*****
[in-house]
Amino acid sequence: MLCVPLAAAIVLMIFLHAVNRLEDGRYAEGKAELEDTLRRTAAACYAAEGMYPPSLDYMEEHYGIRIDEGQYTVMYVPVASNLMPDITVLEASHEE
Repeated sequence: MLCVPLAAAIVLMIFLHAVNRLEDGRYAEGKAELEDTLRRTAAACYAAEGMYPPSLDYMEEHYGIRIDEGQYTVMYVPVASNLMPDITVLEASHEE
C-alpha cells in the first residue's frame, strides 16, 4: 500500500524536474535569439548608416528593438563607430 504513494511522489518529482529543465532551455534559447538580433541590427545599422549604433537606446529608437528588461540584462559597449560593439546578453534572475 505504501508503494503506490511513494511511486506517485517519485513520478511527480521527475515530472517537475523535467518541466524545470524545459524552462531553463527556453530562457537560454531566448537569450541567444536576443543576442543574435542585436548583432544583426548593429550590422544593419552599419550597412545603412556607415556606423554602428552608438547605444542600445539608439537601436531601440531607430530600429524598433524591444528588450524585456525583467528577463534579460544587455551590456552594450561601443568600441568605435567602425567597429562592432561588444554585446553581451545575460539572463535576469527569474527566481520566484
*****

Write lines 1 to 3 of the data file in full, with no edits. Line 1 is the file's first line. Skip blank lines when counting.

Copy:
[in-house]
Amino acid sequence: MLCVPLAAAIVLMIFLHAVNRLEDGRYAEGKAELEDTLRRTAAACYAAEGMYPPSLDYMEEHYGIRIDEGQYTVMYVPVASNLMPDITVLEASHEE
Repeated sequence: MLCVPLAAAIVLMIFLHAVNRLEDGRYAEGKAELEDTLRRTAAACYAAEGMYPPSLDYMEEHYGIRIDEGQYTVMYVPVASNLMPDITVLEASHEE